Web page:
Kids are doing the darndest things these days to get a buzz going. First they were eating Tide Pods, then they discovered juuling. The next scary trend? Drinking vanilla extract.

Grady High School in Atlanta was the first to send out the warning after they found kids putting bourbon vanilla extract in their coffee from Starbucks, conveniently located near their school. Turns out they were getting the extract at Trader Joe’s, also conveniently located across the street from their school.

“This is not an indictment of Trader Joe’s at all, but parents please be aware that this product contains 35% alcohol and we have discovered that some students have consumed this intoxicant,” the school warned to the public in the Atlanta Journal-Constitution. “Another thing to keep an eye out for.”

The mixture gives the students a way to get buzzed on their way to school. But this can be dangerous—at least one student had to be hospitalized after her drank the combo and got drunk.

On another hand, this isn’t a cheap way of doing things at all. A four-ounce bottle of the vanilla extract sells for around $9 in Trader Joe’s. Plus, many kids are able to snag it from their parent’s kitchen cabinet, since it’s a baking staple at most homes.

At this point, though worried, no one is really surprised by the things kids discover these days. Plus, apparently this isn’t a new phenomenon.

“Drinking Vanilla extract as alcohol is nothing new. Back in my high school days kids made ‘super vanilla’ ice cream,” one reader wrote in response to the warning Grady School handed out.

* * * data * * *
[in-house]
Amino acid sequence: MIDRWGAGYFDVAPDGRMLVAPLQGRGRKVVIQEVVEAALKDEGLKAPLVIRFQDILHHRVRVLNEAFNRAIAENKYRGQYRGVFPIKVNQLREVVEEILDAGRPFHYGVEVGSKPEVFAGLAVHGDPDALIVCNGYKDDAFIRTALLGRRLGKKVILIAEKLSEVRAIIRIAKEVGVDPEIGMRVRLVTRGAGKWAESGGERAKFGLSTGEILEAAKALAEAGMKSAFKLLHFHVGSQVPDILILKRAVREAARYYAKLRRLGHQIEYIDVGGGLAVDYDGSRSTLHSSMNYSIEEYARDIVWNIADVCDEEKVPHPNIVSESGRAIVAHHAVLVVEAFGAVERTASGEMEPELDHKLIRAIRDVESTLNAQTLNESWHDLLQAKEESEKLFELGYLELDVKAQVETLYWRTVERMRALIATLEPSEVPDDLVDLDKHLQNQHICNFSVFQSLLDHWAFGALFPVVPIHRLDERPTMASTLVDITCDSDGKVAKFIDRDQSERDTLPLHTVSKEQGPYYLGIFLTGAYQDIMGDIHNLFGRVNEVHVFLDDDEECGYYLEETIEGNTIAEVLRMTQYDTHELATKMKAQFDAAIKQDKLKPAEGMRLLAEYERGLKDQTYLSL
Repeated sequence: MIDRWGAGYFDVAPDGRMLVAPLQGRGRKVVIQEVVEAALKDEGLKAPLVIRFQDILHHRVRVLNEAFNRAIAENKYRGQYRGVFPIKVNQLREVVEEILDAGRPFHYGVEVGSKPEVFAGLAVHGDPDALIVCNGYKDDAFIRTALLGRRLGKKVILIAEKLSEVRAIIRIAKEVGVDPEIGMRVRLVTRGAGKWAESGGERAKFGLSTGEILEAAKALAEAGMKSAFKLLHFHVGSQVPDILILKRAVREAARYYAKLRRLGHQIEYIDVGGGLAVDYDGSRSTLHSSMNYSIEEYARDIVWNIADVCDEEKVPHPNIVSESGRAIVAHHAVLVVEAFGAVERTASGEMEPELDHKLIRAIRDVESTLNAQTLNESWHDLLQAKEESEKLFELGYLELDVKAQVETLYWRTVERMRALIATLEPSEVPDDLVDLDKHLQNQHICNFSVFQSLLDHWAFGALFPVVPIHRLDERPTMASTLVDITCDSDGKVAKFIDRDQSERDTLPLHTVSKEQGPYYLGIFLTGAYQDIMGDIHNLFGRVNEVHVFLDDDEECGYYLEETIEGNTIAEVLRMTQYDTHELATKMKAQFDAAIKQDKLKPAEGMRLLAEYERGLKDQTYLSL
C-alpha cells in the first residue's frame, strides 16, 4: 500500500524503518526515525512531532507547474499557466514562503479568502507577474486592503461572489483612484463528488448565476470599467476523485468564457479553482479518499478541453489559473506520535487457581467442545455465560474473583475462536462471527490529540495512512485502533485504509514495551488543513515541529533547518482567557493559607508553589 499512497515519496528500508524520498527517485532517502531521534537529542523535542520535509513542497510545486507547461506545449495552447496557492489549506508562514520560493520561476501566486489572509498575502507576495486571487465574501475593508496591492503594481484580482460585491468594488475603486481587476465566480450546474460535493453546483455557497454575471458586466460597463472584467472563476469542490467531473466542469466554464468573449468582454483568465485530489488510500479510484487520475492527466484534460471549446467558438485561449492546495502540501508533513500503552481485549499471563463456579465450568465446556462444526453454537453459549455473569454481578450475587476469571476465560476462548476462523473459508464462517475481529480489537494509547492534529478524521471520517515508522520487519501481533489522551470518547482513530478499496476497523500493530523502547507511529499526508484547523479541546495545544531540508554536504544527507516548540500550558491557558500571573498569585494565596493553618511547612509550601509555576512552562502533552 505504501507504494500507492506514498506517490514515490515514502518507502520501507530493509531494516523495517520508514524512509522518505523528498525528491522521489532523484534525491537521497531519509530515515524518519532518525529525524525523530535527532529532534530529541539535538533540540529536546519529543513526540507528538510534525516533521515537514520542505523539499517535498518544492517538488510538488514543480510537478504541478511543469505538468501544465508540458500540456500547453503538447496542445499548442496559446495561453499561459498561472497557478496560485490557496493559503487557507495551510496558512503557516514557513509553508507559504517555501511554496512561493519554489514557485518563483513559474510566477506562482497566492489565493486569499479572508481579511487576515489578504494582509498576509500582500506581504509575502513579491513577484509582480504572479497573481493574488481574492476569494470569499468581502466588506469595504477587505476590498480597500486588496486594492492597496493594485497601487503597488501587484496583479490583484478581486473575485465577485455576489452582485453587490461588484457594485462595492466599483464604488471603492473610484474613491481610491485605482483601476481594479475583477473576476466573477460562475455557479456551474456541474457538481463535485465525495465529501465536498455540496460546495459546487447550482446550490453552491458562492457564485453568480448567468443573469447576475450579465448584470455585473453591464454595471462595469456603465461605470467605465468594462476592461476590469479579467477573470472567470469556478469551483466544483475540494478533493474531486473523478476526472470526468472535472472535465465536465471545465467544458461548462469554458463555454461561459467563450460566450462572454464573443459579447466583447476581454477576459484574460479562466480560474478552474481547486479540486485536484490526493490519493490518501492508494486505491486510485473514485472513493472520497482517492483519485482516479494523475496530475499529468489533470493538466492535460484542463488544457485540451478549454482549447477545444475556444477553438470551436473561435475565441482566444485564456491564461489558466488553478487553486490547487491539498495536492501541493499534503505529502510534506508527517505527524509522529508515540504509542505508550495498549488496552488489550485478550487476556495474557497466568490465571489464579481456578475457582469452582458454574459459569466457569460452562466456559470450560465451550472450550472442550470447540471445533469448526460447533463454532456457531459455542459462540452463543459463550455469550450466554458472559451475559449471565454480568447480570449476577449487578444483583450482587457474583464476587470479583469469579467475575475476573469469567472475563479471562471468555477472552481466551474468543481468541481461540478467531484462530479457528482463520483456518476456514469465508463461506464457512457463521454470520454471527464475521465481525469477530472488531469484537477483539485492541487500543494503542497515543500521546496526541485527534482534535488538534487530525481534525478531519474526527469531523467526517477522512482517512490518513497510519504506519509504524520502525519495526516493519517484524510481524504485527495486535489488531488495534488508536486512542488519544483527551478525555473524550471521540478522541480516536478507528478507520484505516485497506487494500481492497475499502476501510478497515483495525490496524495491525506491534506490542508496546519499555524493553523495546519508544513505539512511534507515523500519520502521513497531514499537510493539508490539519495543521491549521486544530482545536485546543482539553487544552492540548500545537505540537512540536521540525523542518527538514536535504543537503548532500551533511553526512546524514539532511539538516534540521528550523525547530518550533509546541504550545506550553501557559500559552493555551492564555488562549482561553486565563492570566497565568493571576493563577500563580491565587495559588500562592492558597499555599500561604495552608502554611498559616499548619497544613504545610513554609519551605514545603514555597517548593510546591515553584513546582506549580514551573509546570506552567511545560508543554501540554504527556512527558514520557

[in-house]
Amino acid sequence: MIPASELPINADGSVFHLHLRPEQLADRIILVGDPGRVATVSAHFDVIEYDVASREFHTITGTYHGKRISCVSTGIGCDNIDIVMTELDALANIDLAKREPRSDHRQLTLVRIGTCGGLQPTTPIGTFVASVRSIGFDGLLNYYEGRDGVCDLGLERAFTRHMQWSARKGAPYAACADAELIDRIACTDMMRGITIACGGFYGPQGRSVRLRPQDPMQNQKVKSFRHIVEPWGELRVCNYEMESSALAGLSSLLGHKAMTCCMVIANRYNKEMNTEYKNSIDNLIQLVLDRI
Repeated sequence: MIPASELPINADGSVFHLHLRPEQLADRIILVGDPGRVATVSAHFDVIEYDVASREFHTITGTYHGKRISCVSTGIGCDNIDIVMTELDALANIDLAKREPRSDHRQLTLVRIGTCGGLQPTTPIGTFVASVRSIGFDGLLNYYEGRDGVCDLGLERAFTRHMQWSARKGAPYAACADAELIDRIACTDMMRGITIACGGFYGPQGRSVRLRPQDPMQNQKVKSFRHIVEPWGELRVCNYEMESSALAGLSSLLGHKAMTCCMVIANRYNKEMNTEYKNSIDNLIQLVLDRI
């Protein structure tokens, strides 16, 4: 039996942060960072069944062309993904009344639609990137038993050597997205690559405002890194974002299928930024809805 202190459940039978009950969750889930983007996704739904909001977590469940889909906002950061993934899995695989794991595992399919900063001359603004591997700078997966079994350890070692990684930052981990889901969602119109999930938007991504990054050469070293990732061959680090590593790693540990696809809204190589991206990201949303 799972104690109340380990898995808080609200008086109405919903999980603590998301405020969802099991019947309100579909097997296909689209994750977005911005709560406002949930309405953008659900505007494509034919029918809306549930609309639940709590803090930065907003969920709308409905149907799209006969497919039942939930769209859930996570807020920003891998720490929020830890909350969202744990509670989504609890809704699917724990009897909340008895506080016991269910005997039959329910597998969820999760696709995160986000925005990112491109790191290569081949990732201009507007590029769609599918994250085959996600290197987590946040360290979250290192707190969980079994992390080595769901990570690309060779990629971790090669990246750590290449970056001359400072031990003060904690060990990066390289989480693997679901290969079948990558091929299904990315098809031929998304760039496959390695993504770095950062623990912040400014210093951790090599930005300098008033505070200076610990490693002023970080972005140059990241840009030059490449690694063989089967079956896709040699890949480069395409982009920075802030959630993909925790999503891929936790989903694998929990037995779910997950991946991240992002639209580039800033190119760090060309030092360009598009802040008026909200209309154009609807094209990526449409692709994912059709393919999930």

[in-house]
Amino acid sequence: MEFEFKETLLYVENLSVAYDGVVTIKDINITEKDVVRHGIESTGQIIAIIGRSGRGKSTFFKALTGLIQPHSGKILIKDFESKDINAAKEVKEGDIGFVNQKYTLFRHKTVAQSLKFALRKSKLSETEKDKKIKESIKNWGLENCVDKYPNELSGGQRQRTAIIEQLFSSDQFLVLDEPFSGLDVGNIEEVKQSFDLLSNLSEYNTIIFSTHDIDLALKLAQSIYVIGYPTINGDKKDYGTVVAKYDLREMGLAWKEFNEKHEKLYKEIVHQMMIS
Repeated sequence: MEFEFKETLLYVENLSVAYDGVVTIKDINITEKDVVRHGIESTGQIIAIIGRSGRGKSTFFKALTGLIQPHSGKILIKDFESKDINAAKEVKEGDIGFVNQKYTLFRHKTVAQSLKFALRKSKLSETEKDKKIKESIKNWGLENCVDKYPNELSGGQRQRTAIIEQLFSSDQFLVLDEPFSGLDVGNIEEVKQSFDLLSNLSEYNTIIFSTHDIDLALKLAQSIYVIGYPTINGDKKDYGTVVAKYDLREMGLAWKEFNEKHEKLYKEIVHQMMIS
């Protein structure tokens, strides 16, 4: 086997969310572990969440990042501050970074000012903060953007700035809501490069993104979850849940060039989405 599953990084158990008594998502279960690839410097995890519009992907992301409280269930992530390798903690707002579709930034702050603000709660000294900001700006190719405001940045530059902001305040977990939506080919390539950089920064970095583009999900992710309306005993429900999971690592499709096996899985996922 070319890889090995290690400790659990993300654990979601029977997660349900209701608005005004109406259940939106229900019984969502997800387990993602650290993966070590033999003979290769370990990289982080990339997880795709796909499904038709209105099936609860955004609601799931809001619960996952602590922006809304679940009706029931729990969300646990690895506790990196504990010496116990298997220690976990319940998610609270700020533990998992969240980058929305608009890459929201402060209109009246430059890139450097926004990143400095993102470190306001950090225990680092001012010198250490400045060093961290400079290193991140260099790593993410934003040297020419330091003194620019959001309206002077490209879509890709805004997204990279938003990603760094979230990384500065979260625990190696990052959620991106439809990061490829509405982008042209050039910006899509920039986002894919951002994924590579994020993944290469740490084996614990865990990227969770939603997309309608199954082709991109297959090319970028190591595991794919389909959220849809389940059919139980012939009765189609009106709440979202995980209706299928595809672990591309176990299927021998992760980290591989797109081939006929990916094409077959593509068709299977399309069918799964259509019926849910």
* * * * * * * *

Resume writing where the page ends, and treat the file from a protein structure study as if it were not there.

Another parent warns that it might not just be vanilla extract—other extracts can be even higher in alcohol content. “The lemon extract in my cupboard (which comes in a relatively big bottle – 4 oz.) is 90% alcohol,” they wrote.

The Trader Joe’s near Grady High School is aware of the issue, and have been watching sales of vanilla carefully. One theory is they’re gravitating towards that specific vanilla extract because it has the word “bourbon” in it.

But parents point out that kids can go to most any grocery store to get vanilla extract, which is available to everyone just about anywhere. It’s even available online at Amazon but for a price: $16.61.

Real vanilla extract contains as much as 35 percent alcohol, and a similar about of alcohol found in beer, wine and hard liquor; imitation vanilla extract contains less. The National Poison Control Center posted a warning on its website about the dangers of drinking the stuff straight from the bottle:

“When something says extract, or elixir, people should be aware that usually means there is alcohol in it,” said Robert Geller, medical director for the Georgia Poison Center. “One four-ounce shot of vanilla extract is equal to drinking four shots of vodka.”

Additionally, when vanilla extract is made, vanilla beans are soaked in alcohol for days. Gellar said those four ounces are very potent: “The vanilla extract is usually 35 percent or 70 proof. Vodka is usually 70 or 80 percent proof.”

What do you think of this new dangerous trend of students drinking vanilla extract? How can we get them to stop?